Life is a Marathon; Not a Sprint

I’ve led somewhere around 70+ trips for tweens and teens in my educational career, but last week’s trip with seven neuro-diverse high school and gap year boys from Space of Mind to Boston was absolutely – and by far – the most amazing of them all. Our goal wasn’t just to visit Landmark and Berklee Colleges, or to experience Boston’s storied history, but to do the real prep for real life: practicing the social, emotional and daily living skills that help us attain our life’s purpose.

We arrived the day after my favorite day in Boston: Marathon day. It would have been too much to navigate our group through those crowds, but our trip’s theme was, “Life is a Marathon; not a sprint,” and the spirit that binds Boston certainly bound us as a group working together towards a really big goal: (not so ironically), INDEPENDENCE.

Three of the boys had never been away from home before without a family member. Six are extremely introverted, and all were unsure of what they’d encounter – with one another and within one’s self. What happened in just four days was nothing less than magical.

Yes, we saw the sights, did the Mike’s and Modern Pastry taste tests, walked the Freedom Trail, rode a Duck Tour, spent some cash in Newbury Comics, grabbed burgers at Mr. Bartley’s, rubbed the shoe in Harvard Yard, took the scenic route to Landmark College through New Hampshire and Vermont, had ice cream before dinner at Kimball Farms, went candlepin bowling, rode the T and took the water taxi in and out from the airport to really take in the beauty and history of the harbor.

More memorably, though, was what happened inside our airbnb and in between and during the activities on our itinerary. The boys realized they were all capable of much more than they or their parents could have imagined. They navigated roommates, shared common space, made breakfasts, cleaned up and calmed down – all together and for most, for the first time outside their families and without emotional overwhelm.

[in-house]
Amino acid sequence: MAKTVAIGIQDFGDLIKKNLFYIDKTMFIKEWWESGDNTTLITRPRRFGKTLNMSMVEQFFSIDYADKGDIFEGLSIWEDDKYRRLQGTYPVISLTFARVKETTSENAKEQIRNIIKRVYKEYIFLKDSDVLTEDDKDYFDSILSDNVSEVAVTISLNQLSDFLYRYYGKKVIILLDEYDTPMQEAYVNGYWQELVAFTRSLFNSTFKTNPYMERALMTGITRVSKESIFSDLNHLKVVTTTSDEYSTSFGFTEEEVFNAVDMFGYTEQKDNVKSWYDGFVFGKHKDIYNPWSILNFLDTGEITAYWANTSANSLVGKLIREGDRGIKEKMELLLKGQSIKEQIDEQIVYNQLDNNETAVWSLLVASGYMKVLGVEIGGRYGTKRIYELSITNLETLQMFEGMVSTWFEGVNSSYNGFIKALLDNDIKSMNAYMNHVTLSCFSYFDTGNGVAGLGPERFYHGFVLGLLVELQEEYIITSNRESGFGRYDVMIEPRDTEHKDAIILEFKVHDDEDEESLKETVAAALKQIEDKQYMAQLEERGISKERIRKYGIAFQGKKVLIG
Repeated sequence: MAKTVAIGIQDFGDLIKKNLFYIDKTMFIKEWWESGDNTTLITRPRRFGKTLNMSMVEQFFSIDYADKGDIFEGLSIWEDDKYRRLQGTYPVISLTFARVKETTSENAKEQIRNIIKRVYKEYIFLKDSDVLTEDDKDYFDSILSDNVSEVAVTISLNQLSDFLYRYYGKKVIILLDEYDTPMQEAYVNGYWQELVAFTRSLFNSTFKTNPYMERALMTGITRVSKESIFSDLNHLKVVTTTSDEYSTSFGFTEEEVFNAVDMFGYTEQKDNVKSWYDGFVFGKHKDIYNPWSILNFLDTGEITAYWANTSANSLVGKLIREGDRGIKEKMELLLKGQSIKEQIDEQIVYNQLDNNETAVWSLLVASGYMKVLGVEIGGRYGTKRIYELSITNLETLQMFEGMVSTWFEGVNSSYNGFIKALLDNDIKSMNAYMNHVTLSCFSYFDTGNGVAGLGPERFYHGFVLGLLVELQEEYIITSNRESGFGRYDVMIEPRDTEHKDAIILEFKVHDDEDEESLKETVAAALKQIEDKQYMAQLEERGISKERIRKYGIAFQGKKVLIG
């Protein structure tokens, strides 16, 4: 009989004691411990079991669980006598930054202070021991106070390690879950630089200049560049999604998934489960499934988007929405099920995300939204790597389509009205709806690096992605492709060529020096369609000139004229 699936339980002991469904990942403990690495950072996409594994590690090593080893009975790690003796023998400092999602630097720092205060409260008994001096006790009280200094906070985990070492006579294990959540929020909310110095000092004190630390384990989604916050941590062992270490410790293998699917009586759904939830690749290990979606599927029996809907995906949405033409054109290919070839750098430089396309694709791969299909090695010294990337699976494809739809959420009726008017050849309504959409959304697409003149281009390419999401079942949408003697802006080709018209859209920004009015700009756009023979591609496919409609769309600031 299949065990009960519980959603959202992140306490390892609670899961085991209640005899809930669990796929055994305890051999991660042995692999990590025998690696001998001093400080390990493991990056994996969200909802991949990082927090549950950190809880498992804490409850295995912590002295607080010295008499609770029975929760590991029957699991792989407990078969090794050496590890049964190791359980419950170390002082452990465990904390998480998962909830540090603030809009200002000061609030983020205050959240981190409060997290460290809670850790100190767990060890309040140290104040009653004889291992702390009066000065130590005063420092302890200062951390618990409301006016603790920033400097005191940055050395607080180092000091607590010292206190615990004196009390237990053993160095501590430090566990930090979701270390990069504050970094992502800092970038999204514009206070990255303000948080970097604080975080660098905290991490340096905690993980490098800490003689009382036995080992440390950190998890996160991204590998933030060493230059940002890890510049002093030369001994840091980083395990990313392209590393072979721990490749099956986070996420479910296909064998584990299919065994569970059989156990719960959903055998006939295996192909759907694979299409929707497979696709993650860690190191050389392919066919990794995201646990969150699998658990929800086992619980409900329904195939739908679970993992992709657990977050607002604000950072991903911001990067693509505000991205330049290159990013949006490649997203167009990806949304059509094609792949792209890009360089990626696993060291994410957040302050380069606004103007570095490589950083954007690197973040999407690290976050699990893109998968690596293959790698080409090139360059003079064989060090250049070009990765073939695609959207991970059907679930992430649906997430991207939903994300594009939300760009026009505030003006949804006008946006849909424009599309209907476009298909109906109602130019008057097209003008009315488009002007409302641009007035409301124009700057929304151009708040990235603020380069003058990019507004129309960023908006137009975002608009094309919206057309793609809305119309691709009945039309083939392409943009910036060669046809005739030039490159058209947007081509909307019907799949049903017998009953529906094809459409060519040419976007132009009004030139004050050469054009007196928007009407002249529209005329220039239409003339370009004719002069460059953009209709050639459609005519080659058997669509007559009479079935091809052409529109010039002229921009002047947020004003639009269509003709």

It was important that we were on time all week, and we were. One was sure as of the minute we landed that we would miss our flight home! Another brought a laminated copy of the itinerary. Last minute changes and being late isn’t this group’s cup of tea. Even the non-morning kids were up and ready for each day. When we realized one student had never been on an escalator, the whole group cheered him on at every try. When one student was homesick, he shared about it at the dinner table, and then two more shared that they were, too. Another, who had been to sleepaway camp, let them know they’d be ok, and it can even be great to be away from home. These were all “introverted friends,” as one of the boys nailed it before the trip, but all of a sudden, they were just friends.

On our last night, they hosted a dinner party for our honored guest, Rick Muhr. The boys set the table (with flowers!), cooked the most delicious dinner, and connected with Rick and his inspirational story for life. Rick is a marathon coach, an extreme athlete and a survivor of both a body-shattering bike accident and the kidney cancer that accident accidentally uncovered. He coached 300+ runners in this year’s Boston Marathon and will be running in Chicago this fall for the first time since his accident. His message to the boys was simple and pure: live each day with gratitude and without fearing adversity.

Wow, did the boys hear that.

When our 8pm flight home was delayed multiple times, the student who had bet me $20 we’d miss the flight had one of the best one-liners of the trip (and there were many top contenders!) when he let me know that “the flight delay is a scheme from Rick to teach us about adversity.” Rick’s not that powerful, but his message certainly is.

One day, an entire chapter of my book will be dedicated to just this one trip. It was a watershed moment in my career – and for each of the participants, staff and students. Everyone came home with a clearer purpose, stronger spirit and fuller heart. The boys also came back as true friends, as they had comforted one another and offered feedback with respect when it was needed, and it was accepted with gratitude in return.

These days, we get fewer opportunities to step back and really soak in the beauty of our lives. This week away, we took a simpler look at our daily grind, and though we were sprinting through the days, the whole group agrees that the marathon is really where it’s at.

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